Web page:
Before she had even recorded a note, Bijou Phillips was notorious among certain quarters of the rock world as the wild child of John Phillips. She gained fame as a hard-partying model and paramour of Evan Dando, plus she had a reckless sexuality -- all the makings of a pop star, to be sure. Hence, the birth of Bijou Phillips the recording artist and her debut album, I'd Rather Eat Glass. Arriving in 1999 after years of female dominance in the pop charts, I'd Rather Eat Glass summarizes all the sounds and styles of post-alternative female pop in a way, from Alanis to Jewel to Natalie Imbruglia. Like Alanis, she teams with an older craftsman -- this time it's former Talking Head Jerry Harrison, who earned his post-grunge stripes by producing Live's hit Throwing Copper. Harrison has always been a savvy producer, and his skills have not abandoned him here. He's hired an impressive list of supporting musicians -- including many new wave refugees, such as Eric Bazilian & Bernie Worrell and P.J. Harvey/Tom Waits colleague Joe Gore; Howard Jones and Luscious Jackson's Jill Cunniff served as co-songwriters for Phillips -- all in the name of creating a sparkling, radio-ready modern pop record. It often feels as if Phillips and Harrison are gunning for the charts instead of forging a distinctive musical style. There are hints of folk, funk, trip-hop, and guitar-fueled hard rockers -- something for everybody. Each of these works pretty well on their own terms, but it plays like a collection of tracks, not as a cohesive album. As such, it does have its share of highlights -- such as Cunniff's collaboration "Mermaid and the Earthman" or "I Owe You" -- and it does showcase Phillips' surprisingly versatile, throaty voice quite well, but it never quite gels into something that transcends the sum of its parts.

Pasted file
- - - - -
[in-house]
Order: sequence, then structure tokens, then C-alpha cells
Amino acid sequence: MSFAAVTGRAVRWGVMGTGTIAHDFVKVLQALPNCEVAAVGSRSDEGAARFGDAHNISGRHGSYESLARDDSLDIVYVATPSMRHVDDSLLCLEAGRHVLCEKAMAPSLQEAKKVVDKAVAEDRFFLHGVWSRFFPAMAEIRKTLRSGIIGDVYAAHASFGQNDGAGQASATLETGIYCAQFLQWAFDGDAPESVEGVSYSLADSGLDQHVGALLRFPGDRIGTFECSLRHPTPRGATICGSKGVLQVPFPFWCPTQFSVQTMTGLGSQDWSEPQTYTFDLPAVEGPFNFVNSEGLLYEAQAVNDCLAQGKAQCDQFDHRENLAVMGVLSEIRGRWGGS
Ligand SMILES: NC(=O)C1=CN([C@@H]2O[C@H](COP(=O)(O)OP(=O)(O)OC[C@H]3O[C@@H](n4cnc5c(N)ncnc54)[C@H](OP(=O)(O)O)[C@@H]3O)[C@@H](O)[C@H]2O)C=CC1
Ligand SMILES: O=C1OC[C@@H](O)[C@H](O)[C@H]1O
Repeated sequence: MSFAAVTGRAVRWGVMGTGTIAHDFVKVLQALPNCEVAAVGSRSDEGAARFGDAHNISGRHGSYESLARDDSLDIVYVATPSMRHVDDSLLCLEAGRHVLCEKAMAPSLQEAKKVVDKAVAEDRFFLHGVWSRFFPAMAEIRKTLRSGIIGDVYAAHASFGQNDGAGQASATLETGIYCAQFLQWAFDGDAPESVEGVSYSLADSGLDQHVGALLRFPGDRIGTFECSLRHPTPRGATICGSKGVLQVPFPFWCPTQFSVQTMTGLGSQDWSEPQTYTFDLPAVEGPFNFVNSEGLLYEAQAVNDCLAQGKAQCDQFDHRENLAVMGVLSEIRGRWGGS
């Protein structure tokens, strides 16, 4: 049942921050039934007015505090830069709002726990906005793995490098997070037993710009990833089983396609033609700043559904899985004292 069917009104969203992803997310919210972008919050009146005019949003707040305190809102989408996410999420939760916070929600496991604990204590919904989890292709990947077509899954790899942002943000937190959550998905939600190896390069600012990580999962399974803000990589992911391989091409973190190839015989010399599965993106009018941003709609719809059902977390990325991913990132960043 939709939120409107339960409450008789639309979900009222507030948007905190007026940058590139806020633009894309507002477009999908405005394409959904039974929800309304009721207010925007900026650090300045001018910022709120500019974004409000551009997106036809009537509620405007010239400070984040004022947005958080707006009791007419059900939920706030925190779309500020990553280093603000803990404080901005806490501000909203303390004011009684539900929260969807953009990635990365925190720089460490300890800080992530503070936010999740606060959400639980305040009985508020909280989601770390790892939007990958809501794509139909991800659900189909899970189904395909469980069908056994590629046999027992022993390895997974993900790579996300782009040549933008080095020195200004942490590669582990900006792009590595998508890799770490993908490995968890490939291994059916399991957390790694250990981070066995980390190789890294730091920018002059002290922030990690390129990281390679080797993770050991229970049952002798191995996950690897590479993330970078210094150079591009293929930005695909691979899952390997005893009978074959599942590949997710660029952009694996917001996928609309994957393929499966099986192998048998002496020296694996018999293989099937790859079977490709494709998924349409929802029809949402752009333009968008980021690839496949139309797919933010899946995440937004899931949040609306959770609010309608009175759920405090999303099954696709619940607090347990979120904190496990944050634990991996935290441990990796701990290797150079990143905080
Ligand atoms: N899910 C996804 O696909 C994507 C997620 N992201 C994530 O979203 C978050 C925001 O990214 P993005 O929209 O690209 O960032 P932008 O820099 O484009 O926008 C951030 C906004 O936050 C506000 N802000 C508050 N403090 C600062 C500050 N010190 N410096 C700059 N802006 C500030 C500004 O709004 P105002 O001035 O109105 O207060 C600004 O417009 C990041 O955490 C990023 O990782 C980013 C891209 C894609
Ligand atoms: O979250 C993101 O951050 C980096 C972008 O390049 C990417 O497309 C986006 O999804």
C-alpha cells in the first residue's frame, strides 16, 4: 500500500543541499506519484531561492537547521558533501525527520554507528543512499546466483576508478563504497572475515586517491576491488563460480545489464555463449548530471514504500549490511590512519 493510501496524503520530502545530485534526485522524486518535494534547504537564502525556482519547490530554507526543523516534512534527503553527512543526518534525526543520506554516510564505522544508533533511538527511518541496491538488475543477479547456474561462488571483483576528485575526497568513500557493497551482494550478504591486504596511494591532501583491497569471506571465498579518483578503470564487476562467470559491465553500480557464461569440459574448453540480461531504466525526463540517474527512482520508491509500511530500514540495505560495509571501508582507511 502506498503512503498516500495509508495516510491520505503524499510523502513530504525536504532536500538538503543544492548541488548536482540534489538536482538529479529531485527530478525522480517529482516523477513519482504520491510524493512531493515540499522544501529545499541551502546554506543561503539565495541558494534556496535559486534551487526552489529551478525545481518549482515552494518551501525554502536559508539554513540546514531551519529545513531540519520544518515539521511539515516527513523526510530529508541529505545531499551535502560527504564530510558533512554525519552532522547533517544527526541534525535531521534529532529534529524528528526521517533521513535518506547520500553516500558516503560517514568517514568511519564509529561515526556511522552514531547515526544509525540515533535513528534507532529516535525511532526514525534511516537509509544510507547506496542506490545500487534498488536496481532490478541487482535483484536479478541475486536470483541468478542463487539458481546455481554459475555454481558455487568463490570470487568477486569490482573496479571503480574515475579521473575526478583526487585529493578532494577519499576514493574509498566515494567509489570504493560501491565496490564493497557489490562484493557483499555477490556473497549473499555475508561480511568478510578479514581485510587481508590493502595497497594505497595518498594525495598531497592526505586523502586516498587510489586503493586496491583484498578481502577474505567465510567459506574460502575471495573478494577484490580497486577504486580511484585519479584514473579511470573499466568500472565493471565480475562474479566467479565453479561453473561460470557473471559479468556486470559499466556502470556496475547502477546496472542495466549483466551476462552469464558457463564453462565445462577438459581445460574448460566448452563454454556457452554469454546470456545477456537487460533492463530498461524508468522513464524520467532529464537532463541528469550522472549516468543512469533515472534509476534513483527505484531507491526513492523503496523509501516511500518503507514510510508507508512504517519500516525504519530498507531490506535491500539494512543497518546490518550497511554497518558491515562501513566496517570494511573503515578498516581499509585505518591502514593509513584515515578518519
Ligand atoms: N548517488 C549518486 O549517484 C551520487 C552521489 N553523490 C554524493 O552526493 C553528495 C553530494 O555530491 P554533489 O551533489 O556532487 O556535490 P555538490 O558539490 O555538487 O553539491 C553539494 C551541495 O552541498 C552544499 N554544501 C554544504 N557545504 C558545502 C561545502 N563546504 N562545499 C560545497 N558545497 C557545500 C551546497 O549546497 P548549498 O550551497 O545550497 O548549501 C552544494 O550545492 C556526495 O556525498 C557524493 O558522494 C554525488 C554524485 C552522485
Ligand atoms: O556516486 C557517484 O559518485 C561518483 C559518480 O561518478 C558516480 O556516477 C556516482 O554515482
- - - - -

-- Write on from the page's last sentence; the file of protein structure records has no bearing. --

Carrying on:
AllMusic Review by Stephen Thomas Erlewine